Jitter: “Making,” “Taking,” and How Trading Algorithms Interact

27 Oct 2017
4:00 pm - 5:30 pm

470 Stephens Hall

Event Type

Donald MacKenzie
Professor of Sociology, University of Edinburgh

A major challenge in social-science research on algorithmic economic life is how to think about the interaction among trading algorithms. This talk will discuss this issue, drawing upon extensive interviews with practitioners of ultrafast, automated ‘high-frequency trading’ or HFT. It will explore the central divide within HFT. Some algorithms, and indeed some HFT firms, specialize in “making liquidity”: in adding orders to the electronic order books of exchanges and other trading venues. Other algorithms and firms specialize in “taking liquidity”: in executing against existing orders. The divide is simultaneously material (the two sorts of firms have somewhat different technological priorities), legitimatory (some practitioners of “making” view “taking” firms as morally dubious), and cognitive (different “styles” of mathematical modelling are involved).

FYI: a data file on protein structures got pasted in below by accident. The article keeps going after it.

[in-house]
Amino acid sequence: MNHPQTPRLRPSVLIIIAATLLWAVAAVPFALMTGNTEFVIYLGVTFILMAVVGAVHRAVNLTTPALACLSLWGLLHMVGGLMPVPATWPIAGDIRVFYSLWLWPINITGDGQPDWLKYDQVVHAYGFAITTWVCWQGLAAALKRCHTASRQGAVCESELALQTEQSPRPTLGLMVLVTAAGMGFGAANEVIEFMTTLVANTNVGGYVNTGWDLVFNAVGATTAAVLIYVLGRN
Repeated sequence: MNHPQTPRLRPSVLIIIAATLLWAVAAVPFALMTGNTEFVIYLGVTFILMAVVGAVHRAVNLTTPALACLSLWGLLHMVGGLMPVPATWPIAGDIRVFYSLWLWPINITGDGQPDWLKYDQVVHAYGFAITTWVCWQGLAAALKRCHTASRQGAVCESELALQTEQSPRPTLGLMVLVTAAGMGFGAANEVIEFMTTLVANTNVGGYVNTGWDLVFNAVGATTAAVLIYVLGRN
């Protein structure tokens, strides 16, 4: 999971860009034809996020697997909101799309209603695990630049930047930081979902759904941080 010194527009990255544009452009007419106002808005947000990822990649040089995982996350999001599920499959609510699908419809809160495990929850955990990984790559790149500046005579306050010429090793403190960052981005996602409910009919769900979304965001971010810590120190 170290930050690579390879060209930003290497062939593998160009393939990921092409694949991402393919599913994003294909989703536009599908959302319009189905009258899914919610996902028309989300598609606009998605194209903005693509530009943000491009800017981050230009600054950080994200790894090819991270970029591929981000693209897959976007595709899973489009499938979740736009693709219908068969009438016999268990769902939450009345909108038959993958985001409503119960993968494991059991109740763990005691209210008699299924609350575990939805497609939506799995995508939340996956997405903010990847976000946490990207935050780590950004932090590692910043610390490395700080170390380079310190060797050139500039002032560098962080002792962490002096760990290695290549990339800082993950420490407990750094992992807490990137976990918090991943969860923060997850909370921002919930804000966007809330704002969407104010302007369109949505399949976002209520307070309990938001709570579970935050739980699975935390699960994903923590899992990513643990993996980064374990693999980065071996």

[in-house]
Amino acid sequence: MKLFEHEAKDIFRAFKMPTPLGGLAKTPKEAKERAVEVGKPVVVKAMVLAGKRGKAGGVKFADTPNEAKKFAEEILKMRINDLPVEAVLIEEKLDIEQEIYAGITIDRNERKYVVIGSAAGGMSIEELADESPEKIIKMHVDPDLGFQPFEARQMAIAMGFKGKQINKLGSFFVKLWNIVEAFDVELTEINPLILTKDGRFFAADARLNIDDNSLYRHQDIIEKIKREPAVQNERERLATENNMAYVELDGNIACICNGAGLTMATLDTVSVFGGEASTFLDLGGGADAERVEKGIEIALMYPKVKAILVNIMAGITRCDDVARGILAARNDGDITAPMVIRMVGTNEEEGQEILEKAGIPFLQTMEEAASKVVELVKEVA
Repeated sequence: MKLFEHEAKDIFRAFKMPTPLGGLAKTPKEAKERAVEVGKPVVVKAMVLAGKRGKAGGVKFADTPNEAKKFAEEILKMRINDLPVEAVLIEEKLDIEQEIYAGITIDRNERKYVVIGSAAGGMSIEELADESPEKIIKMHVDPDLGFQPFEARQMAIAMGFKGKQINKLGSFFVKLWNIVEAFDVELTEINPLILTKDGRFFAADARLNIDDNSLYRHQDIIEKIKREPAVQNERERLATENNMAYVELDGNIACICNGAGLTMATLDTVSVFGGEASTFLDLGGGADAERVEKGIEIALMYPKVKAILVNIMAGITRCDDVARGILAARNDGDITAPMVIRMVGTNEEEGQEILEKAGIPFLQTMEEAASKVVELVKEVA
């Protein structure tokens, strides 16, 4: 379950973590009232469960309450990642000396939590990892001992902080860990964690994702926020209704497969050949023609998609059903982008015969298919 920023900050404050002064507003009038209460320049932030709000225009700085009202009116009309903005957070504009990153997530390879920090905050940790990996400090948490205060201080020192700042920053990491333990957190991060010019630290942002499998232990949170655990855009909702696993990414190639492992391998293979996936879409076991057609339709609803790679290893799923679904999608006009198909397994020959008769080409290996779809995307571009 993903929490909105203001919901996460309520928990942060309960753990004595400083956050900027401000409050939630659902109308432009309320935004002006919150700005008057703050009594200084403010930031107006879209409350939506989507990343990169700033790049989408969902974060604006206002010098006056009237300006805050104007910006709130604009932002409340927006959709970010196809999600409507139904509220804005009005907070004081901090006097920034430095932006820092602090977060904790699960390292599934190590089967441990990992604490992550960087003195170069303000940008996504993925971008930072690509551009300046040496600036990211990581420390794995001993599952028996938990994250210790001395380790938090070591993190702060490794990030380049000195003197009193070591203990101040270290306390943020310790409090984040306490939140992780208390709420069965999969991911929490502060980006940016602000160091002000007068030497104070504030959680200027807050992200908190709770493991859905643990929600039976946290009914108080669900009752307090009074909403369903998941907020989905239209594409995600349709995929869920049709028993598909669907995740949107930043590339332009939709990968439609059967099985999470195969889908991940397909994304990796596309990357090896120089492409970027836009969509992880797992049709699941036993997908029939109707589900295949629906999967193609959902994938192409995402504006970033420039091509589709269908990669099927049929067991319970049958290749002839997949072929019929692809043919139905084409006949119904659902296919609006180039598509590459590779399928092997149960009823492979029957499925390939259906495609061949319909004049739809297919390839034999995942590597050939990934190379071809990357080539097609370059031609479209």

After sketching these aspects of the divide, the talk will identify two crucial forms of the interaction between “making” and “taking” algorithms. The first arises when market data clearly signal a coming price rise or fall. “Making” algorithms race to cancel their orders; “taking” algorithms race to execute against these orders before they are cancelled; the result is that some algorithms now have less than a millionth of a second in which to respond to at least the simpler forms of signal. The second arises when sophisticated algorithms, increasingly based upon machine learning, seek to predict the behavior of less sophisticated algorithms – an activity made more feasible by the reduction of “jitter” (unpredictable fluctuations in the speed of processing) in exchanges’ technological systems.

This event is sponsored by CSTMS.
Additional sponsorship comes from:  CSTMS